Health expert clears the air on 5 vaping, e-cigarette myths

Vaping Unveiled

SAVANNAH, Ga. (WSAV) — As medical experts and users try to determine the extent of the long-term health impacts of vaping and e-cigarettes, many misconceptions continue to swirl around the products.

In an effort to dispel some of those misconceptions, News 3 spoke with an expert from the Georgia Department of Public Health’s Coastal District to shed light on the reality behind these vaping-related myths.

Myth 1: There’s no nicotine in vaping products.

“E-liquid and e-juice, which are the products used with e-cigarettes and vaping devices, contain varying amounts of nicotine, flavorings and other chemicals,” said Coastal Health District Public Health Analyst Sean Bear. 

Bear says that one Juul pod is known to contain as much nicotine as a single pack of cigarettes.

“I can’t say that all products contain nicotine, however, it is a possibility that it’s in there,” Bear told News 3. 

The American Lung Association says even the e-cigarettes labeled “nicotine free” contain nicotine, because there aren’t any rules about how e-cigarettes or e-juice are made — meaning there’s no way to tell exactly what is in the products.

Bear says it’s concerning because nicotine is absorbed into a person’s bloodstream through the lungs, which produces a response in the body that produces epinephrine.

“That can increase your heart rate, breath rate and blood pressure,” he said.

There’s a Johns Hopkins study that provides evidence suggesting that individuals who smoke electronic cigarettes and vaping products are more likely to go on to utilizing illicit drugs or other tobacco-based products, such as cigarettes.”

Sean Bear, Georgia Department of Public Health/Coastal Health District Public Health Analyst

Myth 2: Secondhand vaping exposure isn’t as harmful as traditional secondhand smoke, because vape products don’t emit smoke.

“I think there’s a misconception out there that what is exhaled from a vaping process is just some sort of a vapor,” Bear said. “I’ve heard water vapors, things like that; that’s incorrect, and frankly, the term of vapor is really not that accurate.”

Bear explained that instead of what’s widely thought of as harmless water vapor, what’s emitted from vape products should actually be called aerosols. 

“What you’re seeing in that secondhand aerosol, what people are breathing in, still contains nicotine and toxic chemicals, including carcinogens,” Bear told News 3.

Early studies have shown that one of those carcinogens is formaldehyde, according to the American Lung Association.

The American Nonsmokers’ Rights Foundation says that at least 10 chemicals found in electronic smoking devices are listed on California’s Proposition 65 list of carcinogens and reproductive toxins, which is also known as the Safe Drinking Water and Toxic Enforcement Act of 1986.

The Foundation also noted that those vaping and e-cigarette aerosols comprise a high concentration of “ultrafine particles” — and that those particle concentrations are higher than what’s found in tobacco cigarette smoke.

Exposure could cause problems for people with asthma, the Foundation also says.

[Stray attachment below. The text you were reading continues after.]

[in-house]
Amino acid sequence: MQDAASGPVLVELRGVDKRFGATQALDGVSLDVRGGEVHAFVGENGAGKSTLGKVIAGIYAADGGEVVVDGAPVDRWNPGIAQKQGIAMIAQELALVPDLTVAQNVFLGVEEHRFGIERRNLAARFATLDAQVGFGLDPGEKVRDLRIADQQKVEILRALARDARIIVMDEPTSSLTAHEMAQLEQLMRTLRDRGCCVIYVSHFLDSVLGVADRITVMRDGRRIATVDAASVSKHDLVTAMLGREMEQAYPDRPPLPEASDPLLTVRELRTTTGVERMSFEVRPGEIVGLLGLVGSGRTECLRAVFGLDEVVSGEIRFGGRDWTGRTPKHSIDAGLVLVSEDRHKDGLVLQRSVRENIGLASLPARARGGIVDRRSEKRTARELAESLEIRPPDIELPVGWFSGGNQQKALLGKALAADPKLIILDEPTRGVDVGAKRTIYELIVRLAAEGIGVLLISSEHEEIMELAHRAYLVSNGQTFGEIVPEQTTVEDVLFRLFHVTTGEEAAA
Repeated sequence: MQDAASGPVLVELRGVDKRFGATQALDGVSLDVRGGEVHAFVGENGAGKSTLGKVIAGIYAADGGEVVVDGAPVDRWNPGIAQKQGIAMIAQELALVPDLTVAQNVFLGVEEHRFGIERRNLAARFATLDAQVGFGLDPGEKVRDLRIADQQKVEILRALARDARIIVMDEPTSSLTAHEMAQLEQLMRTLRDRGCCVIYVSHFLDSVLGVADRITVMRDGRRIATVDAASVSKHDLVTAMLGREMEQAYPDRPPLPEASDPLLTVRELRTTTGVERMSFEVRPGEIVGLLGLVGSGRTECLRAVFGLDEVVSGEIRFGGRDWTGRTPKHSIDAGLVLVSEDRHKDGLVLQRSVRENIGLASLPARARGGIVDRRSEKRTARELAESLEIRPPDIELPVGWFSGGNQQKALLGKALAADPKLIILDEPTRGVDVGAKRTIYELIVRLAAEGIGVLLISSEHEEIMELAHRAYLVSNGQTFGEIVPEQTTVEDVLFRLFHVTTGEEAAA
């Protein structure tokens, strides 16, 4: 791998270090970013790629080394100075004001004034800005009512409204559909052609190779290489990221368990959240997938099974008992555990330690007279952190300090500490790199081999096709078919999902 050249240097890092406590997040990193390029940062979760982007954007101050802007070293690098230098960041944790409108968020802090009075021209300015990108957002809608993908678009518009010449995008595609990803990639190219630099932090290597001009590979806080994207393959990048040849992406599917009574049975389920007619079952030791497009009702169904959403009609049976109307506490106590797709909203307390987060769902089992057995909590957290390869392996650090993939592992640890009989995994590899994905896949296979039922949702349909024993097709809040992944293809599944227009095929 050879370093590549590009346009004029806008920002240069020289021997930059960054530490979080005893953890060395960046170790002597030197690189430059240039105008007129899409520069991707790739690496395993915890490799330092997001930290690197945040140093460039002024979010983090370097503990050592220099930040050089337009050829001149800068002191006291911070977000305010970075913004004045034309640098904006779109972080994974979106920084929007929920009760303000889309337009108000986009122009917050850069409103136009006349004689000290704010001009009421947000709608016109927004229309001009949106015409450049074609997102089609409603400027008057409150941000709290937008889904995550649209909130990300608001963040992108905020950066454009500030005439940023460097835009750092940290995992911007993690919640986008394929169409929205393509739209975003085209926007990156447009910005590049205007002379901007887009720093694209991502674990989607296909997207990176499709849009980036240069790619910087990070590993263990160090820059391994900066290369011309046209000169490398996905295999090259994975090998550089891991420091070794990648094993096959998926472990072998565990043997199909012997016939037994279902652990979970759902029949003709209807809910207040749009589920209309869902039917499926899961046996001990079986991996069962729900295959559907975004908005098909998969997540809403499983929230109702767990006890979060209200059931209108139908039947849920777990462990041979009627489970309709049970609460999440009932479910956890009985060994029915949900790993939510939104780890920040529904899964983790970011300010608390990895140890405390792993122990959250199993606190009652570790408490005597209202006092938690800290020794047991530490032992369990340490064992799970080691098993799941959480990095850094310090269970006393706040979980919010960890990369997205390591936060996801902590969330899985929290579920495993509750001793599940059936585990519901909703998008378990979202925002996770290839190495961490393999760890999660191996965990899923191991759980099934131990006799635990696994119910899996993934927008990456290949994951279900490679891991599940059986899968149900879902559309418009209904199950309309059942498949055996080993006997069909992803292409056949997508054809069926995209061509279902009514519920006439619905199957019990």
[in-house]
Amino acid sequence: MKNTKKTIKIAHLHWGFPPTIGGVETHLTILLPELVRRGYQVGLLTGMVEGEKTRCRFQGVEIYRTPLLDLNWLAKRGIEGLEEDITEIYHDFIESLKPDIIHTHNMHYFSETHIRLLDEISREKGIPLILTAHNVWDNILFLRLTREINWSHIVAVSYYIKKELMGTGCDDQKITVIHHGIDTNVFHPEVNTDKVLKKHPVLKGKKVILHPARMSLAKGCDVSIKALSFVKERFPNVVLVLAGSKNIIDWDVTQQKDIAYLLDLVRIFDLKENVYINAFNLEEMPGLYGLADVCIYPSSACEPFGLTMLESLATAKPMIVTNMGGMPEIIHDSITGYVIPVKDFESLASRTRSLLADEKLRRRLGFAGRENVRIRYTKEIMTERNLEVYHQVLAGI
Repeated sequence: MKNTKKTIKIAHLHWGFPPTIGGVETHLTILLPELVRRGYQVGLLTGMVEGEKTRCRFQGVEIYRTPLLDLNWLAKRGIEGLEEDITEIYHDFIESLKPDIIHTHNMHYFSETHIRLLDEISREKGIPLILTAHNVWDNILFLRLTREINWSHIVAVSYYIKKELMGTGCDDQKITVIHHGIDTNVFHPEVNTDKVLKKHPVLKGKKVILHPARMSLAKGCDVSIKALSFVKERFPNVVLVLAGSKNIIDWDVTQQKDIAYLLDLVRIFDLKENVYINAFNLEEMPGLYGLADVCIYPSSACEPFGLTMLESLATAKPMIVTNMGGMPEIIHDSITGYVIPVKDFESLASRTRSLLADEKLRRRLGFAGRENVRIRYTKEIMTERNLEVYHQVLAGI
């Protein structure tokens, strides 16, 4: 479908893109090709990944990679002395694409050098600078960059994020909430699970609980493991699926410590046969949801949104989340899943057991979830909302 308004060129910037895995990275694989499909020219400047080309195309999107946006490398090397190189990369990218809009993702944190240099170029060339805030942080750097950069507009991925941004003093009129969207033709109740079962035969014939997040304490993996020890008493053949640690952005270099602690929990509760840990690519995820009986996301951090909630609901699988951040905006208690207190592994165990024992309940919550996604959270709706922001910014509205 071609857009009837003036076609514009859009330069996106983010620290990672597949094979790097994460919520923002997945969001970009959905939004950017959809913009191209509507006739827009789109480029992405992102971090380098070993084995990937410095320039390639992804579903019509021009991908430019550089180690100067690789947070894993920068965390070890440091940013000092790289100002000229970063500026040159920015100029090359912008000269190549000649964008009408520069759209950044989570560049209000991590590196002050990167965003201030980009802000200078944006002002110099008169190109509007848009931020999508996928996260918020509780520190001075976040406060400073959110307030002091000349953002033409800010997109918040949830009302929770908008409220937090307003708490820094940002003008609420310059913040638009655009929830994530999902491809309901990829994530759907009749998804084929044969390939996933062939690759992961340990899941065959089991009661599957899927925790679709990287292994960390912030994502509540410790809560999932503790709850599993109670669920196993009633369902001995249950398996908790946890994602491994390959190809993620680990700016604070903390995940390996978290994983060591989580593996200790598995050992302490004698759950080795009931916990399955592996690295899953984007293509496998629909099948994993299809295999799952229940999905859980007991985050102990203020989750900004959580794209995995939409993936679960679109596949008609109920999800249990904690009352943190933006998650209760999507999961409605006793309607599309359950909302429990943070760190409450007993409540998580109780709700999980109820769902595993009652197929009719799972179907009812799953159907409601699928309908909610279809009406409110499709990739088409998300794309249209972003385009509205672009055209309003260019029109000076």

Myth 3: Vaping is a healthy alternative to cigarettes.

“I think that this myth really comes from the misconception that vaping is an appropriate tool for smoking cessation, to help people stop smoking,” Bear said.

“Currently, there really isn’t enough evidence out there to support the idea that e-cigarettes can be a useful smoking cessation aid.”

Bear added that e-cigarettes may encourage people to move on to tobacco cigarette smoking at some point in their lives.

“There’s a Johns Hopkins study that provides evidence suggesting that individuals who smoke electronic cigarettes and vaping products are more likely to go on to utilizing illicit drugs or other tobacco-based products, such as cigarettes,” Bear said.

The American Lung Association says that the U.S. Food and Drug Administration hasn’t found e-cigarettes or vaping to be a safe or effective way to help traditional smokers kick the habit, and some users continue to vape while they also use tobacco cigarettes.

Myth 4: There aren’t any real health risks to vaping.

Given the vast amount of information coming out over the past year that points to the potentially negative impacts of vaping and e-cigarettes, and the number of vaping-related lung injuries reported by the Centers for Disease Control and Prevention (CDC), it’s becoming increasingly evident that there are health risks to vaping.

What we do know is that people who are vaping are exposed to varying levels of chemicals through the aerosols released through the vaping process,” Bear said.

A recent study published in the American Journal of Preventive Medicine found that people who both smoked and vaped had a 3.3-times higher chance of developing a respiratory disease in their lifetime.

Myth 5: Vaping is not as addictive as cigarettes.

Given the large amount of nicotine found in some vape and e-cigarette products, Bear says people can still get hooked on them, especially with the ability to purchase extra-strength cartridges with higher concentrations of nicotine.

“Nicotine is known to be very addictive for individuals,” he said. “Nicotine triggers an epinephrine response in the body, which leads to addictive behaviors.”

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